Checkpoints by Ji Yun (1724-1805), Imperial Librarian and Investigator of the Strange

In the early days of my assignment in Urumqi, one afternoon an army clerk came to me with a brush and ink, along with a pile of papers that he requested I sign. “What are these papers?” I asked. “Passports,” he replied. “You see, most of the soldiers here are from far away. So, if they die, we have to ship their bodies back home for burial and funeral rites. Living people must pass through many border checkpoints when travelling. …

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Meat Vegetables by Ji Yun (1724-1805), The Emperor’s Librarian

When I was boy, I went on a journey with our family servant Shi Xiang. While we were passing a village outside of Jing Cheng, Shi Xiang pointed at some mounds in a field to the west. “Those are graves,” he said. “Zhou graves. Long ago, one of their ancestors did a good deed that allowed their family line to persist three generations longer than it would have otherwise.” I asked Shi Xiang what kind of deed. He said that …

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Aurora by Sarax11

They were different dreams but for some reason, her distinct face and name always ended up in them. It got to the point where I would wake up frustrated and confused, trying to google her name or find out how I was connected to her. After a few months, she stopped showing up and I dismissed it. Fast forward a few years later, Halloween 2009, I’m in the car with a friend stopped at a gas station. I’m about to …

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One Day Off by Jared Swansboro

It seemed as if time had decided to move a day back, alluding to my own possible mistakes. The first birthday that I spent with my significant other, I wrote her a poem. September 26th. For three years straight, I read her that poem. She’d laugh, smile, and say how grateful she was. But this past year, that didn’t happen. I was in my dorm, waking up from a long night of essay writing, when I decided to call her …

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Snake Girl by Dao Fei, Yantai

Recently in China, a snake girl was reported in a village in the far north – about three flying or twenty driving hours from my hometown in Yantai.  It’s very cold in this part of China, a Canadian kind of cold. The snake girl who lived in the village was about thirteen years old. Before she became a snake girl, she was just this typical Chinese girl – with two ponytails in the back of her head and with skin …

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The Painted Skin by Pu Songling (1640-1715); Translated by H.A. Giles

Note by Yi Izzy Yu: Classical zhiguai included both true weird tales and strange fictions–both of which were meant to induce in the reader a sense of horror and uncanny awe. Pu Songling, the original author of this tale wrote both types of zhiguai, but he was ultimately more interested in the second kind of zhiguai—which as the following famous story shows is quite effective at stirring up some of the same feelings as its nonfiction sibling.       …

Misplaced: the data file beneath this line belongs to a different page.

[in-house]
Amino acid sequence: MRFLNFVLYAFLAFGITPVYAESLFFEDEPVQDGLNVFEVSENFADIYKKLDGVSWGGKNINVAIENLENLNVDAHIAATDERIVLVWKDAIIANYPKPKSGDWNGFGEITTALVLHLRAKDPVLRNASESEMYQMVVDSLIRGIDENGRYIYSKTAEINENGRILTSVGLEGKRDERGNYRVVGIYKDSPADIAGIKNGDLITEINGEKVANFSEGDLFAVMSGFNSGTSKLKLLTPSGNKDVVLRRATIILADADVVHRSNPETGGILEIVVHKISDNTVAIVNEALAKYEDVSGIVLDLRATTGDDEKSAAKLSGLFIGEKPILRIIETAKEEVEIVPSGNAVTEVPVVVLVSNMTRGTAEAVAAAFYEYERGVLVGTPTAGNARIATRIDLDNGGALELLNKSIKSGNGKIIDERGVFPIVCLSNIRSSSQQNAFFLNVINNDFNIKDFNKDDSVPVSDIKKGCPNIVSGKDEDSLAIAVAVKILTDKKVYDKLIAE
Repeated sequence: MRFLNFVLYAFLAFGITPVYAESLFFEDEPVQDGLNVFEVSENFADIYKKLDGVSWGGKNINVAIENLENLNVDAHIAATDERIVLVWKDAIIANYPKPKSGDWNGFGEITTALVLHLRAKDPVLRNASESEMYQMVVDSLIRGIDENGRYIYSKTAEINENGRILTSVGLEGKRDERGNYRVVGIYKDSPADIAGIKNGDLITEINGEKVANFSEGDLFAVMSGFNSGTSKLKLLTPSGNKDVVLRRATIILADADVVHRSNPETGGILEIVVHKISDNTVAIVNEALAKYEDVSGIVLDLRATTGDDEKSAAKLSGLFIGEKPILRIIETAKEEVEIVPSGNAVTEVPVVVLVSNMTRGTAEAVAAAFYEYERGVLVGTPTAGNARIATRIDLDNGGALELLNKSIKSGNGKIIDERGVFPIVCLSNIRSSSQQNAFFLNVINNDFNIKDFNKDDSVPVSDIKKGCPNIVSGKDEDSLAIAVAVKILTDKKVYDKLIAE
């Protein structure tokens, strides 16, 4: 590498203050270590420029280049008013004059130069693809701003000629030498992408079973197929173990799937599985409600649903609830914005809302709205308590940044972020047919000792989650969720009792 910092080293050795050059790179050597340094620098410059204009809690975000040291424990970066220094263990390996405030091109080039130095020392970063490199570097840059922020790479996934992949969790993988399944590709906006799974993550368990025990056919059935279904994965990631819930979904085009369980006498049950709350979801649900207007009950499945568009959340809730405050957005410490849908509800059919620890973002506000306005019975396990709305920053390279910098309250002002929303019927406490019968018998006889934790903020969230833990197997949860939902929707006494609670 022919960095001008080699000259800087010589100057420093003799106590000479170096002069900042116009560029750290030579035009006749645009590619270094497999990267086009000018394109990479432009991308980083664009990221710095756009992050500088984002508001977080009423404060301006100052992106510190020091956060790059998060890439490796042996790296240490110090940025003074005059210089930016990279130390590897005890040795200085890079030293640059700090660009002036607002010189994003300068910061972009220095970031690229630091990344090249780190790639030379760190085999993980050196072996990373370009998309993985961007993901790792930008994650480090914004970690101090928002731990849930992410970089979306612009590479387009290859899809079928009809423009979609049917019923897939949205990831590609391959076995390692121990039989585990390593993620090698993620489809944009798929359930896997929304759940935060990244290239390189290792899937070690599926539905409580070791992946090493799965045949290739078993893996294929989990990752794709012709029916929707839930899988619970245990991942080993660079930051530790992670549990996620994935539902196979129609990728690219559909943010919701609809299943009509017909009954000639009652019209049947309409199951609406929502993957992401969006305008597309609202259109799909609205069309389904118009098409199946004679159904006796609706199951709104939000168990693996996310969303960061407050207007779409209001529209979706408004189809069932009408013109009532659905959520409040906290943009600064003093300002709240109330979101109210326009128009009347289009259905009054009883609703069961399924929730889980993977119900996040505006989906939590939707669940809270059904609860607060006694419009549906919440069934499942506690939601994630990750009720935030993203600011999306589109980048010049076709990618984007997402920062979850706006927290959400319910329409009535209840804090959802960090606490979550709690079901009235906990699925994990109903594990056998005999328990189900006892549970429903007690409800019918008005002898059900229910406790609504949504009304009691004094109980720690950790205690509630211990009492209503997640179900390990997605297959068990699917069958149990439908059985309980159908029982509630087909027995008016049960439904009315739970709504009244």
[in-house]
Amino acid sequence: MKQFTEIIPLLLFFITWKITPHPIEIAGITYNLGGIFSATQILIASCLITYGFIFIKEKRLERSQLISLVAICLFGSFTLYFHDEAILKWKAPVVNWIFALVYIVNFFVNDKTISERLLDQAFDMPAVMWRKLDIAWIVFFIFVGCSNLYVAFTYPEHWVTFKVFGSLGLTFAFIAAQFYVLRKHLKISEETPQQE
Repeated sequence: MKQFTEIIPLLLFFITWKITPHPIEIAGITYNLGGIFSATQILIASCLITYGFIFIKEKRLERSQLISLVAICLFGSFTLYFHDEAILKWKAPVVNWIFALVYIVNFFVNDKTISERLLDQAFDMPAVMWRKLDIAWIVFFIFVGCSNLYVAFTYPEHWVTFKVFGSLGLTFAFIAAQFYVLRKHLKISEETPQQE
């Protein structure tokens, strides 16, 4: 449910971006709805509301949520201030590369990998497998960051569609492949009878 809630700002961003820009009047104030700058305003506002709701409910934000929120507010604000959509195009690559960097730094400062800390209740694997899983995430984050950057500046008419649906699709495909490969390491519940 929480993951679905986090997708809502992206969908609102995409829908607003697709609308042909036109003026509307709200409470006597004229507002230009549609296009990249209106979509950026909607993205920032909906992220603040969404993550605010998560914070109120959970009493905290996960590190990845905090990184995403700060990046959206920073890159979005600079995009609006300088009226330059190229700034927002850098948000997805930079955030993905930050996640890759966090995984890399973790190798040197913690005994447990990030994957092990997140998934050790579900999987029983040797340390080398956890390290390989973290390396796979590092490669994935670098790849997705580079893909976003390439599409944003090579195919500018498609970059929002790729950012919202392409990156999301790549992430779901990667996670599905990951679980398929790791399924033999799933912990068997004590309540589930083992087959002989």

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The Ringing of the Western Beast by Ji Yun (1724-1805), The Emperor’s Librarian

About 150 years ago, in the fourteenth year of Emperor Kangxi’s reign, a Western nation gave him a mysterious creature called a “lion.” No one in his circle had ever seen such a creature before, and it immediately featured prominently in the poetry and paintings produced by members of the court. It also featured in many tall tales. For example, one story that made the rounds detailed how the lion escaped the palace one morning by snapping its chains in …

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A Shift Glitch

A long time ago I had a conversation with an old workmate who described [the following]: The detail is hazy, but he said one day he was in his house when he felt a sudden need to go outside and stand on his lawn. He claimed it was the strongest, clearest feeling ever, and on doing so he experienced a sort of “wobble”; he just said everything was screwed up for moment, and he experienced a feeling of detachment/outside-ness. When …

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Old Trees by Mei Lin, Shanghai

I don’t remember all the details, but my roommate in college, Liaoyang, who comes from the city next to mine, once told me about a strange occurrence in her high school. At this high school, because of increasing enrollment, the administration decided to build a new building in an empty part of the school grounds. There was one big problem, however. A thousand-year-old tree stood in the way. Students quickly heard about the plan for the new building and also …

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Twice Goodbye by Ji Yun, The Emperor’s Librarian (1724-1805)

Lady Zhao, the wife of my second son, Ruchuan, was a sensitive and enchanting young woman—one of those people who make you glad to be near them. My wife, Mistress Ma, continually boasted to others about Lady Zhao’s character and literary talent, as well as her needlework. She said that Lady Zhao talked with such charm that one could happily listen to her for a whole day. This was all true. We could not have hoped for a better daughter-in-law. …

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